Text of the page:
On June 13, 1810, Ephraim Witcher was granted 100 acres, land which then bordered Ephraim’s property. Steven Potter and Leonard Roy witnessed the transfer of that deed.
Ephraim’s Surry County plantation would eventually expand to 513 acres, and was generally located along the banks of the Mitchell River.
Surry County tax records
The first Surry County tax record in which I have located Ephraim Witcher is a document dated 1795. In this record, Ephraim is listed as owning 280 acres and is taxable for one poll.
I am not certain about the purpose or methodology of these early Surry County tax records. In some of the years, almost every household in that county listed only one white poll. However, when compared against federal census records for the same periods (1800-1820), it’s clear many of the county’s households contained more than one white male between the taxable age of sixteen and sixty years of age.
For example, in 1811, the Surry County tax list for Ephraim’s household indicates one white poll, but the 1810 federal census for that same household lists five white males of taxable age. If one only used the Surry County tax records for the year 1811, it would appear the Witcher household was small, when in fact the 1810 federal census indicates there were twenty-two people in that home, including slaves. Perhaps these particular county tax lists were meant to enumerate land within individual households, with only each head of household being counted, unless the head of the household was exempted.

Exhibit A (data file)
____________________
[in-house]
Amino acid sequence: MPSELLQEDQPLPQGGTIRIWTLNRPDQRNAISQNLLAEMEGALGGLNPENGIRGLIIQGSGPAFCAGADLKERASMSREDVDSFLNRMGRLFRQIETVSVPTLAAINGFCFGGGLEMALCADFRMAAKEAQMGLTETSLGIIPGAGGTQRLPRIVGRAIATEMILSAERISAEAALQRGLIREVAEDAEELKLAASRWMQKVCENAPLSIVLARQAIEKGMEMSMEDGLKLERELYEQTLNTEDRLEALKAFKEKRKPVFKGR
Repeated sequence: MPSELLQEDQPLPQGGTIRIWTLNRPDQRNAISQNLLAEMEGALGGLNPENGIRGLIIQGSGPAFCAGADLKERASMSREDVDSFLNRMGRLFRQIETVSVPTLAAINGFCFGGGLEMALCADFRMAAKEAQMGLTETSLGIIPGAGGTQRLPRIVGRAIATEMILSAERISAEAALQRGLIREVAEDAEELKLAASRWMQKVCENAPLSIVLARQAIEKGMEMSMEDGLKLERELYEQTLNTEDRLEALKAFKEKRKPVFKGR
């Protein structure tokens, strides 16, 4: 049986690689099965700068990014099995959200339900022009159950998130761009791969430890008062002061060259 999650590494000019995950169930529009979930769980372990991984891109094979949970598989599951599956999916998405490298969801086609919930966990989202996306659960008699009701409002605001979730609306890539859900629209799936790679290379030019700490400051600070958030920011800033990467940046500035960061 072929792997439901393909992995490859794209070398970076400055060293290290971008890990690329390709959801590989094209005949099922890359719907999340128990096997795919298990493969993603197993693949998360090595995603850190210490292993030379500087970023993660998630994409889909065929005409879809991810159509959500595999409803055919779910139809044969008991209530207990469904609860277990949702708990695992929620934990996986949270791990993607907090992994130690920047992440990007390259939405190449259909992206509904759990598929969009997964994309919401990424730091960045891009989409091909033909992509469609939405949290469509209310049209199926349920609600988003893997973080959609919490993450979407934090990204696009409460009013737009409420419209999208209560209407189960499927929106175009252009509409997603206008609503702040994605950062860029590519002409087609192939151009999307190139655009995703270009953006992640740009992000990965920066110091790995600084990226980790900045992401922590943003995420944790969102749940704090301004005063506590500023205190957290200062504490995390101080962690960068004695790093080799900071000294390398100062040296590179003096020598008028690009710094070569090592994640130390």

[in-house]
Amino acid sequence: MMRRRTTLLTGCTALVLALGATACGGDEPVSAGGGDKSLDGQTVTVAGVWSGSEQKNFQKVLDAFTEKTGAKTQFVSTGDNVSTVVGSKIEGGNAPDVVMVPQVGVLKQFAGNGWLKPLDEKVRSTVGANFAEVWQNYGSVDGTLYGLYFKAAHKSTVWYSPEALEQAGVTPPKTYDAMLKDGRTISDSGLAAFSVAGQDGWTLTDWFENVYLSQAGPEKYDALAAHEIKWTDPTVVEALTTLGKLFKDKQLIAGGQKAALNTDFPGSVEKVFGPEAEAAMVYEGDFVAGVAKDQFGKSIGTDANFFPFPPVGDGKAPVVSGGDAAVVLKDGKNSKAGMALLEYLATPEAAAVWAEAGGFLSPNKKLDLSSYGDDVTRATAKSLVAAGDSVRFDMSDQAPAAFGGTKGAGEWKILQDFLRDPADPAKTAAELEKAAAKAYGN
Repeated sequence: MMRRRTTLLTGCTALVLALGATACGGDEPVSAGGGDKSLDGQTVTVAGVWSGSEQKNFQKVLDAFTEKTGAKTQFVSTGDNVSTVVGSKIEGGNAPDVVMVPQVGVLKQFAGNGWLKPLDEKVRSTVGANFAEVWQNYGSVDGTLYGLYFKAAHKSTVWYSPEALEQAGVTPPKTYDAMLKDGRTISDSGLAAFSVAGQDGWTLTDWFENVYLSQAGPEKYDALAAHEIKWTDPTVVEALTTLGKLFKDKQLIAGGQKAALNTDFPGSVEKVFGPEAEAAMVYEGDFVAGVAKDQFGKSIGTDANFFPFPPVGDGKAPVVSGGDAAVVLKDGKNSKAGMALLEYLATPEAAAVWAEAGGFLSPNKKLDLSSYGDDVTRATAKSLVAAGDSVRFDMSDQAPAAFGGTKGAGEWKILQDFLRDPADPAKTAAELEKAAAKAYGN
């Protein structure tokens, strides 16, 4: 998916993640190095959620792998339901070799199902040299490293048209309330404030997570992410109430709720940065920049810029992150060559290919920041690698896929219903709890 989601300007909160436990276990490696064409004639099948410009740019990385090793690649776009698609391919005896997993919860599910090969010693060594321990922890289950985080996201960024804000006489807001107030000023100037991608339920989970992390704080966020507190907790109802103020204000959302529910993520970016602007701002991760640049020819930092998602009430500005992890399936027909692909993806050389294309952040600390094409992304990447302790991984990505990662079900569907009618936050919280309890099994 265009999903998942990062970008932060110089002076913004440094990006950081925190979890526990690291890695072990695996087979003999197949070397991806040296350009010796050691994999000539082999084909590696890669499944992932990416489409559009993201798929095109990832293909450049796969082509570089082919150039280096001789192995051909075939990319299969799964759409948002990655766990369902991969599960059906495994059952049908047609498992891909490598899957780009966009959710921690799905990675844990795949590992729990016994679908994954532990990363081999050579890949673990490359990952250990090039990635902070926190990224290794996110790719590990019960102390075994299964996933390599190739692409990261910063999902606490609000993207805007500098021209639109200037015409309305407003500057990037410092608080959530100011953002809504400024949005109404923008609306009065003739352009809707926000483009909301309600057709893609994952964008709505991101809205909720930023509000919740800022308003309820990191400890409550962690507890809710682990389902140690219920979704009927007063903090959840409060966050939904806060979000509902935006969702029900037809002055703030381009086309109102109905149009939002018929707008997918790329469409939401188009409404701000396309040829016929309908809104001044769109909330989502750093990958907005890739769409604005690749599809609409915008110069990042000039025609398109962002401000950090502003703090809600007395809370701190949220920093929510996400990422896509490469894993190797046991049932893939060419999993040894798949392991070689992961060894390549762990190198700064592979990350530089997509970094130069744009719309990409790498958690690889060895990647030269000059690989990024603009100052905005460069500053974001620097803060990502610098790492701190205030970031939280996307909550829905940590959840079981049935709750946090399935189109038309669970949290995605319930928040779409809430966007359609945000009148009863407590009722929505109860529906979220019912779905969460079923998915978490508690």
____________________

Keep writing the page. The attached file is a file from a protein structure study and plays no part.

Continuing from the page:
In spite of the confusion, I chose to present the data within the Surry County tax records, as they do indicate how much land was owned by the Witchers. Also, the presence of a few of Ephraim’s sons is clearly seen, even though there seems to be no rhyme or reason as to why and when the assessor chose to list them.
In 1796 Ephraim is listed as owning 285 acres, with one poll.
In 1797 Ephraim is listed as owning 285 acres, with two polls.
In 1798 Ephraim is listed as owning 280 acres, with three polls.